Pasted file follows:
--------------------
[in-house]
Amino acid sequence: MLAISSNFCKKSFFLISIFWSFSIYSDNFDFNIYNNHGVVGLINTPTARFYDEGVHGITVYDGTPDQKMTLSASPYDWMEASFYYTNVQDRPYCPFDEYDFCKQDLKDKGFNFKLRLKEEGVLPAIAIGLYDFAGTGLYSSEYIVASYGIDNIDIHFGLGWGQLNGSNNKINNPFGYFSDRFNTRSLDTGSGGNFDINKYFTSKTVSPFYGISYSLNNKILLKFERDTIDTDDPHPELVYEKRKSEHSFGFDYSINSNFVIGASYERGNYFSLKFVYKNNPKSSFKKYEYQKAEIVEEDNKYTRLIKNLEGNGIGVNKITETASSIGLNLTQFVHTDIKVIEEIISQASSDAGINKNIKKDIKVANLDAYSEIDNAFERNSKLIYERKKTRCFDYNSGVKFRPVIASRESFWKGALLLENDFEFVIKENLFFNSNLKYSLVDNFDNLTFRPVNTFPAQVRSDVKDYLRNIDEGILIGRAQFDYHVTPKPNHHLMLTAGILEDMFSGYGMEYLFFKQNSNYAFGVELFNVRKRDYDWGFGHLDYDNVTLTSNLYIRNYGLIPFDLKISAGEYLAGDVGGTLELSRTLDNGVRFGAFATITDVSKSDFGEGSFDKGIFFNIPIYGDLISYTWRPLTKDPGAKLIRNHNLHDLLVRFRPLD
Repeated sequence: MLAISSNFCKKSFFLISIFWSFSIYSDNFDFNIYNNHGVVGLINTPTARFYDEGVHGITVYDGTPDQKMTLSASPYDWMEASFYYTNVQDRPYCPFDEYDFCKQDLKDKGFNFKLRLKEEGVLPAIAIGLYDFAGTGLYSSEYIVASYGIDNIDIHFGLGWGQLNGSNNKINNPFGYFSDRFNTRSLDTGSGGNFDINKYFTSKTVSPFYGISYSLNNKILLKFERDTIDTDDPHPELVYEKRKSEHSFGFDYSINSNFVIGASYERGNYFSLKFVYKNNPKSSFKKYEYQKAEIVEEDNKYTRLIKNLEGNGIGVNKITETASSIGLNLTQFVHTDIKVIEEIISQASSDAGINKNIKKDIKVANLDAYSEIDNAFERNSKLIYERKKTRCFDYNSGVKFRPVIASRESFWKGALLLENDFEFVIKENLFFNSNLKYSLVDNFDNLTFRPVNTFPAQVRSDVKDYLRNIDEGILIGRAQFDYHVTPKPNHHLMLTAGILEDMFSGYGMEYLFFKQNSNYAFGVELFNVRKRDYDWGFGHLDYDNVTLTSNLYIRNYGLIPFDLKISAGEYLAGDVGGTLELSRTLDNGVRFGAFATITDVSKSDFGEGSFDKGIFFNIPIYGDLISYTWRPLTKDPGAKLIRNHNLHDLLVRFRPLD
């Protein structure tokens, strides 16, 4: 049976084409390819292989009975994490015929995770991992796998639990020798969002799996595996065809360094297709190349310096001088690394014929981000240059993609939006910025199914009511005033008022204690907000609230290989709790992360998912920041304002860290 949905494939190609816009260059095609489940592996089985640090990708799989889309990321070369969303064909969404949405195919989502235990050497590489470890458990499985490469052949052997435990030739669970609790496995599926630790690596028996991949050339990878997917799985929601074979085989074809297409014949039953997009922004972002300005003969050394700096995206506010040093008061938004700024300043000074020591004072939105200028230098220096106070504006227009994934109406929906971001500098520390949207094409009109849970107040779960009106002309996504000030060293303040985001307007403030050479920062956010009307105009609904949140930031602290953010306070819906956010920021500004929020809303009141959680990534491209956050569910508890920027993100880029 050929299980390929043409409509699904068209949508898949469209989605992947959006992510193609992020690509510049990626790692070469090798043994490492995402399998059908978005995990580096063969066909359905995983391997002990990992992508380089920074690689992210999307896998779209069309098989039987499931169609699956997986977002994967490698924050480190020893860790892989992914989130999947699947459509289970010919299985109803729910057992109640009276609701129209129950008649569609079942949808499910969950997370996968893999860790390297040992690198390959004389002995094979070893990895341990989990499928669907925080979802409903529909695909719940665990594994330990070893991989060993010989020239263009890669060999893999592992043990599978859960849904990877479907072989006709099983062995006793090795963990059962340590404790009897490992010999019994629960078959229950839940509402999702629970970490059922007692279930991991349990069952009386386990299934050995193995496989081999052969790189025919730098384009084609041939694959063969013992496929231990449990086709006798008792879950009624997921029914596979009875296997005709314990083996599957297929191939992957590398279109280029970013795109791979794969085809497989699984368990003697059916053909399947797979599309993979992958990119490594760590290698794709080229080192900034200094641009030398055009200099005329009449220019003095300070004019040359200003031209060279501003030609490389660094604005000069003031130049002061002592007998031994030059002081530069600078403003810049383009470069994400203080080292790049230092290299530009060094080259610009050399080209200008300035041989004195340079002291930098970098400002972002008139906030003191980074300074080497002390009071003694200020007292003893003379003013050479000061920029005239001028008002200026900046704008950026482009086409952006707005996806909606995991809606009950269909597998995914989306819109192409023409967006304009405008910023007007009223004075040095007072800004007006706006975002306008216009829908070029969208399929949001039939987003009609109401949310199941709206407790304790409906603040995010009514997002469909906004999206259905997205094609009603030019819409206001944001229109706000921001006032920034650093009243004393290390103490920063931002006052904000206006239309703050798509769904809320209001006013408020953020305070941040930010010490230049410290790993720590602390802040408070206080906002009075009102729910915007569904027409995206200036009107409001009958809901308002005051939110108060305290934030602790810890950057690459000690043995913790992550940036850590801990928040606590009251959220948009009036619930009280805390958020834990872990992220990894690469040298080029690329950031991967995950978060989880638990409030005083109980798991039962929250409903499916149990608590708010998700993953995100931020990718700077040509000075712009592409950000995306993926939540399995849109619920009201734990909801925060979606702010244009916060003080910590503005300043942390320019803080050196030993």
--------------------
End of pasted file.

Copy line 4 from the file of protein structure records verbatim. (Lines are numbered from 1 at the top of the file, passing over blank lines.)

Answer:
């Protein structure tokens, strides 16, 4: 049976084409390819292989009975994490015929995770991992796998639990020798969002799996595996065809360094297709190349310096001088690394014929981000240059993609939006910025199914009511005033008022204690907000609230290989709790992360998912920041304002860290 949905494939190609816009260059095609489940592996089985640090990708799989889309990321070369969303064909969404949405195919989502235990050497590489470890458990499985490469052949052997435990030739669970609790496995599926630790690596028996991949050339990878997917799985929601074979085989074809297409014949039953997009922004972002300005003969050394700096995206506010040093008061938004700024300043000074020591004072939105200028230098220096106070504006227009994934109406929906971001500098520390949207094409009109849970107040779960009106002309996504000030060293303040985001307007403030050479920062956010009307105009609904949140930031602290953010306070819906956010920021500004929020809303009141959680990534491209956050569910508890920027993100880029 050929299980390929043409409509699904068209949508898949469209989605992947959006992510193609992020690509510049990626790692070469090798043994490492995402399998059908978005995990580096063969066909359905995983391997002990990992992508380089920074690689992210999307896998779209069309098989039987499931169609699956997986977002994967490698924050480190020893860790892989992914989130999947699947459509289970010919299985109803729910057992109640009276609701129209129950008649569609079942949808499910969950997370996968893999860790390297040992690198390959004389002995094979070893990895341990989990499928669907925080979802409903529909695909719940665990594994330990070893991989060993010989020239263009890669060999893999592992043990599978859960849904990877479907072989006709099983062995006793090795963990059962340590404790009897490992010999019994629960078959229950839940509402999702629970970490059922007692279930991991349990069952009386386990299934050995193995496989081999052969790189025919730098384009084609041939694959063969013992496929231990449990086709006798008792879950009624997921029914596979009875296997005709314990083996599957297929191939992957590398279109280029970013795109791979794969085809497989699984368990003697059916053909399947797979599309993979992958990119490594760590290698794709080229080192900034200094641009030398055009200099005329009449220019003095300070004019040359200003031209060279501003030609490389660094604005000069003031130049002061002592007998031994030059002081530069600078403003810049383009470069994400203080080292790049230092290299530009060094080259610009050399080209200008300035041989004195340079002291930098970098400002972002008139906030003191980074300074080497002390009071003694200020007292003893003379003013050479000061920029005239001028008002200026900046704008950026482009086409952006707005996806909606995991809606009950269909597998995914989306819109192409023409967006304009405008910023007007009223004075040095007072800004007006706006975002306008216009829908070029969208399929949001039939987003009609109401949310199941709206407790304790409906603040995010009514997002469909906004999206259905997205094609009603030019819409206001944001229109706000921001006032920034650093009243004393290390103490920063931002006052904000206006239309703050798509769904809320209001006013408020953020305070941040930010010490230049410290790993720590602390802040408070206080906002009075009102729910915007569904027409995206200036009107409001009958809901308002005051939110108060305290934030602790810890950057690459000690043995913790992550940036850590801990928040606590009251959220948009009036619930009280805390958020834990872990992220990894690469040298080029690329950031991967995950978060989880638990409030005083109980798991039962929250409903499916149990608590708010998700993953995100931020990718700077040509000075712009592409950000995306993926939540399995849109619920009201734990909801925060979606702010244009916060003080910590503005300043942390320019803080050196030993």